While the pandemic is highlighting challenges in Canada’s health and long-term care (LTC) systems, it is also shining a light on the thousands of internationally educated health professionals (IEHPs) who are licensed to practice in other countries but are unable to fully contribute their skills, education, and experience in Canada.
Since last spring, WES has been working with many partners to raise awareness of the deep disconnect between the underutilization of IEHP talent and the needs of Canada’s health and LTC systems. WES has been convening with IEHPs and system stakeholders to develop and advocate for structural and policy changes that can create more access for immigrants and refugees who hold international health credentials.
Raising Awareness and Making Connections
In the fall of 2020, WES coordinated sessions at events organized by Employment and Social Development Canada (ESDC), Pathways to Prosperity (P2P), and Metropolis to foster connections between stakeholders and to raise awareness of the challenges and opportunities facing IEHPs amid the pandemic. WES has also carried out a national scan of supports for IEHPs, identifying over 150 associations, program initiatives, and researchers across Canada. This living document provides a fuller picture of the individuals and organizations engaged in supporting IEHPs and can be an important resource for future collaboration. If you are interested in receiving a copy of the scan, please contact Caroline Ewen.
Internationally Educated Health Professionals and Long-Term Care
Long-standing human resources issues in the LTC sector have significantly worsened over the past year, leading to severe staffing shortages and contributing to outbreaks and deaths. As Statistics Canada research has shown, a significant portion of the nurses’ aides, orderlies, and care assistants who provide care in the sector are immigrants (many of them are racialized women) with nursing backgrounds. In light of the calls for systemic reform of the sector in Ontario, WES has focused its efforts on convening stakeholders to develop solutions that would both support the sector and create career pathways for internationally educated nurses (IENs). In October 2020, WES submitted recommendations to Ontario’s Long-Term Care COVID-19 Commission, including a proposal to establish coordinated workplace-supported career pathways for IENs seeking to re-enter professional practice in Ontario. WES has been working with leaders of nursing bridging programs in Ontario’s colleges and universities and with LTC sector employers to develop and put forward a viable model to implement this idea.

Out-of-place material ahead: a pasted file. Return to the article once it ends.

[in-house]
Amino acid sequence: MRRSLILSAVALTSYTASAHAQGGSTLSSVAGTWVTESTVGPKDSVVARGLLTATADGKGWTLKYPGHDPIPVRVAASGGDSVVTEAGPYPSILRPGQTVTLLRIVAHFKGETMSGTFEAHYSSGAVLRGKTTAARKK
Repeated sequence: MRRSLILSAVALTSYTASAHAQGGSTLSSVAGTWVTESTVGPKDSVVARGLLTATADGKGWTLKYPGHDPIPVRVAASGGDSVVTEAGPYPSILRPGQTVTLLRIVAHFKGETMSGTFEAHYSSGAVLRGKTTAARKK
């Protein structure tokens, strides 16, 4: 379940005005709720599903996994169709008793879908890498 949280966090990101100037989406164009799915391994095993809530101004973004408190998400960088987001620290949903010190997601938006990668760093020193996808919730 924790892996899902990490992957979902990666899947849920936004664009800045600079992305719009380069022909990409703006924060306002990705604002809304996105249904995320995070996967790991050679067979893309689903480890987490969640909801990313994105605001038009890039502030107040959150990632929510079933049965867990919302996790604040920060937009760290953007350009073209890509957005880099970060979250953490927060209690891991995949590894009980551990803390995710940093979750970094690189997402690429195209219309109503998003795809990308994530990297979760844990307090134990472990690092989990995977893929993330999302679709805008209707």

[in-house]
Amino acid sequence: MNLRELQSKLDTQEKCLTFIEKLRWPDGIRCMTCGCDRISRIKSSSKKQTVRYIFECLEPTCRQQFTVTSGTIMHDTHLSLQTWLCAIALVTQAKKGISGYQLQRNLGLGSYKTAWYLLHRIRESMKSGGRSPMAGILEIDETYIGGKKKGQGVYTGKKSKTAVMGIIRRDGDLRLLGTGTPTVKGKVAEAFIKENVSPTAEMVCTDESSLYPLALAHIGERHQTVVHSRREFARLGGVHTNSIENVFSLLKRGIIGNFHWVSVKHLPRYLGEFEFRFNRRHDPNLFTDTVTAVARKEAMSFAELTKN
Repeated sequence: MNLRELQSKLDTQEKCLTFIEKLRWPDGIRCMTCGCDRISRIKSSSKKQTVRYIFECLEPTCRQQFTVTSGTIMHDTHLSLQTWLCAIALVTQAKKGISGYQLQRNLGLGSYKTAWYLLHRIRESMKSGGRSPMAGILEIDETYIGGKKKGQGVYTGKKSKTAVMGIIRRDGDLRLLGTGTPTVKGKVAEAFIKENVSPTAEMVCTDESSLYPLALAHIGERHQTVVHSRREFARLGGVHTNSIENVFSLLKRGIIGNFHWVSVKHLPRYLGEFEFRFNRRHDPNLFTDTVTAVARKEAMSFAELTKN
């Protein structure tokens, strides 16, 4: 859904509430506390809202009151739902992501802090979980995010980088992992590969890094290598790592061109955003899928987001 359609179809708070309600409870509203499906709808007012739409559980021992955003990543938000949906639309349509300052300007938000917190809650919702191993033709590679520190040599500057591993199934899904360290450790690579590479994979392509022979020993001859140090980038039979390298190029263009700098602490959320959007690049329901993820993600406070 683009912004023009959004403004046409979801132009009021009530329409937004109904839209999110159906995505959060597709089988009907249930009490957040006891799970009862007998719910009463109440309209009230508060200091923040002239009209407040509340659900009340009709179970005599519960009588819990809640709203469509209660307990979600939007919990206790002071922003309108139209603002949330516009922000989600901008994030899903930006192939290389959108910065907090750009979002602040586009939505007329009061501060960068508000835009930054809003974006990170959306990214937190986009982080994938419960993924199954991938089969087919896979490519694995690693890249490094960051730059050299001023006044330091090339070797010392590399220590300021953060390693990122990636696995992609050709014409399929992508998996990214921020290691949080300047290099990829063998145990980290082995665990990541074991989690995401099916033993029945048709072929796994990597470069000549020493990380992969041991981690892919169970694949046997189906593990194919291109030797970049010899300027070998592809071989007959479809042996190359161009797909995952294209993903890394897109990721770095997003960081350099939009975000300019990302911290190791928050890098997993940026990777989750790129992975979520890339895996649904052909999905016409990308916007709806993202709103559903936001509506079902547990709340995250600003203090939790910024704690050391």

Ideas promoted by WES and others in the IEHP and immigrant–serving sectors are clearly reflected in the province’s recent commitments to focus on IEHP pathways as a key part of its new LTC Staffing Strategy. In November, the Ontario government’s 2020 Budget committed to “moving quickly to create new, accelerated and expanded qualification pathways to increase the supply of qualified health professionals. This includes accelerating the qualification of foreign-trained professionals and creating career advancement opportunities.” A month later, the government released the Ontario Long-Term Care Staffing Plan which pledges to create new pathways to increase the supply of workers in long-term care “with an immediate focus on removing barriers to employment for internationally educated professionals” and supporting career laddering in the sector.
Most recently, in advance of the March 2021 Provincial Budget, the government of Ontario created the Staffing Supply Accelerator Group which includes key ministries, LTC employer organizations, nursing and personal support worker professional associations, the provincial nursing regulatory body, and Ontario’s colleges and universities. Part of the group’s mandate is “removing barriers to enable more internationally-trained professionals to become qualified to practice in Ontario.”
Internationally Trained Physicians
In 2020, WES began convening groups that represent Ontario’s internationally trained doctors, and that are engaged in initiatives to address the systemic challenges these doctors face in obtaining licensure as physicians or in pursuing other careers that leverage their skills. These groups are moving to formalize a coalition that will advocate collectively on behalf of its member organizations.
A delegation from this coalition recently met with the Fairness Commissioner of Ontario to discuss and advocate for the establishment of the Medical Council of Canada’s Practice Ready Assessment (PRA) program in Ontario. The PRA program, currently available in seven provinces across Canada, is a route to licensure for internationally trained physicians who have completed their residency training and practiced independently abroad. The program offers a 12-week field assessment to determine if candidates possess the clinical skills and knowledge to provide quality patient care in Canada. The coalition will continue to advocate for a PRA program in Ontario, as well as for other solutions to facilitate the contribution of Canada’s internationally trained doctors.
Amplifying Voices and Furthering Collaboration
WES is continuing to build its collaboration with other organizations and individuals who are working to ensure that immigrant health professionals can pursue their professional goals and fully contribute to Canada’s health care system. If you are an IEHP-led network or an organization that provides supports to internationally educated nurses, doctors, or other IEHPs, you can connect with WES Global Talent Bridge.